• Do not place pallets whose loads have not been stretch wrapped or unitized into the pushback system.
  • Carefully inspect each load prior to placement in the pushback lane to ensure proper unitization and no product, slip sheet or stretch wrap overhang.
  • Do not place damaged pallets or those with broken, split or cracked bottom boards, or exposed fasteners into the system.
  • Always control the speed of the load with the forklift when inserting and removing a pallet. This prevents pallets from advancing too fast and potentially colliding with each other or the front of the system. Such impacts can prompt boxes to come loose and fall, creating a jam.
  • Do not mix load weights within a single lane, as it increases the potential for a heavier pallet to push a lighter one out of alignment or out of the system.
  • Do not side-shift a pallet resting on a pushback cart; doing so will likely knock the cart out of alignment and off the rail.
  • Periodically inspect the system’s carts and rails to ensure all components are intact and that any debris or other material is removed.

If, after following all the aforementioned best practices in preventing hang-ups, a jam still occurs, these are the recommended steps for clearing the lane.

  1. Operators should never climb into a live pushback lane to attempt to clear a stuck pallet, as the risk of a serious injury is high. Instead, all pallets from an adjacent pushback lane should be removed first.
  2. A forklift should be positioned to hold the jammed lane in position. The adjacent—now empty—lane must be secured with tie-offs, after which an operator can enter it on a man-lift to ascertain the cause of the hang-up.
  3. From the adjacent empty lane, the stuck load can be freed from the side. If it is not possible to easily clear the obstruction, unload the pallet from the side to remove the weight of the load before releasing the blockage and removing the pallet.
  4. Once the hang-up has been resolved, unload the jammed lane with a forklift. Then, inspect the lane’s pushback rails and cart wheels for damage and/or debris. Clean as necessary prior to reloading. (More tips on the safe use of pushback rack systems can be found here.)

Looking for more storage rack safety guidelines? RMI will be presenting a free educational seminar, “Storage Rack Safety 101,” on Wednesday, April 10 at ProMat 2019 in Theater F at 11:15 a.m.

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Best Practices In Safe Operation Of Pushback Rack

Industrial pushback racking storage systems are engineered to store pallet loads on both sides of an aisle at higher cubic densities approximately 25% to 65% greater than selective racking. That’s because these systems are built with a series of nested carts that roll atop inclined steel rails, typically two to six pallets deep per storage lane. Individual pallets are placed on each cart in succession, with the new pallet pushing back the load placed before it. Because the lanes are loaded front to back, they provide last-in/first-out (LIFO) access, making pushback racking systems ideal for storing multiple pallets of the same product, particularly fast movers.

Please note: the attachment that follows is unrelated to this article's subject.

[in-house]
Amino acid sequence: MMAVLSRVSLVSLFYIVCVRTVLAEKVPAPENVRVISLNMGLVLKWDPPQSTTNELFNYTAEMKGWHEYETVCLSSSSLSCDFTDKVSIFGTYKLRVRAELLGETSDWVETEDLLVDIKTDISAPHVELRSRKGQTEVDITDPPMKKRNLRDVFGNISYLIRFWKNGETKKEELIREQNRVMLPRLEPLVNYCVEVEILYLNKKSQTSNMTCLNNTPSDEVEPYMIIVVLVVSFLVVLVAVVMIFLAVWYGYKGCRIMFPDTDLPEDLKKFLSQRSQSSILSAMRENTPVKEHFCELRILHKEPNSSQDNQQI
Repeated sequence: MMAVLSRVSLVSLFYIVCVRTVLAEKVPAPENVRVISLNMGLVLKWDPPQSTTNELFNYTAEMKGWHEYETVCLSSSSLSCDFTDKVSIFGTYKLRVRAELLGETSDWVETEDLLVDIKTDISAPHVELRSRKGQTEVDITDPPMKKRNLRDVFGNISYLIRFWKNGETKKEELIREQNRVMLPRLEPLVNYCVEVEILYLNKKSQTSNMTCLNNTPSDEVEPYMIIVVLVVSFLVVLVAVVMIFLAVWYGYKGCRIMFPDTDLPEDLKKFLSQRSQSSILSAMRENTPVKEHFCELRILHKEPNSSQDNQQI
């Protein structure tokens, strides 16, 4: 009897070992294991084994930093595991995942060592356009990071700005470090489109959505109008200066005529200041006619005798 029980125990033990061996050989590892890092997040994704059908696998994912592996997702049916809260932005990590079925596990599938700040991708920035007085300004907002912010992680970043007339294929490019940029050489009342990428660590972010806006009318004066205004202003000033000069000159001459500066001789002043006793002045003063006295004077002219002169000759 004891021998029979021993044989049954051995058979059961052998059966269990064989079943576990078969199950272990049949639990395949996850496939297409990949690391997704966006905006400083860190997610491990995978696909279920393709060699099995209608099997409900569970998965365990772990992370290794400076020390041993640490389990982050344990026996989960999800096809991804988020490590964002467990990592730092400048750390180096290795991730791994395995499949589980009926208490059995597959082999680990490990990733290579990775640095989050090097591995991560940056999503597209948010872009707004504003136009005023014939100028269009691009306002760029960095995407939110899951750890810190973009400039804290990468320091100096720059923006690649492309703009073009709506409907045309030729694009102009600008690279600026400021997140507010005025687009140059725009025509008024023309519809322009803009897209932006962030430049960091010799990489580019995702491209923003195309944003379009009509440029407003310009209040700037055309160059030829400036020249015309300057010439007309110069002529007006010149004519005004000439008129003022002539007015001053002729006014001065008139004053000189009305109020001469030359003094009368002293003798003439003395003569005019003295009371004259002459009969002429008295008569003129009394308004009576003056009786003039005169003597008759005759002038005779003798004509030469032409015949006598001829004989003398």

Because pushback rack systems rely on the pallet loads themselves to impel each load and cart in the series through the lane as they are stored—and upon gravity for the loads and carts to descend during removal (as opposed to a mechanized device)—pallet placement must be relatively precise. A lane of pallets also generates a significant amount of force, particularly on the load at the pick face. Therefore, it’s important to ensure operators are well versed in the best practices for safe loading and unloading a lane of pushback rack.

Safe Loading (also called “Insertion”) Practices: First, it’s important to only load a pushback system with the pallet style or type it was designed for; not doing so can negatively affect system performance and increase the risk of a pallet not being seated securely in the lane. Additionally, loads must be placed on undamaged pallets and shrink wrapped or otherwise securely unitized to prevent products or cases from toppling off during loading or unloading.

To begin the safe and proper placement of the first pallet into a pushback lane, the fork truck must be positioned squarely to the opening. The operator should lift the load approximately 3-4 inches above the top cart, centering the pallet over the cart (or over an optional centered stop device positioned on the lane’s front beam). With slope cart systems best practice is to tilt the forks up slightly to match the pitch of the rail. Once in the properly aligned position, the pallet is inserted into the system until it is properly placed. At that point, the pallet load should be slowly lowered onto the cart to prevent an abrupt impact that may cause the bottom boards to break.

After lowering—but before removing the forks—the operator should confirm that the pallet is aligned properly as instructed by the manufacturer. The forks can then be removed slowly, maintaining the proper angle of alignment to prevent damage to the pallet or the racking.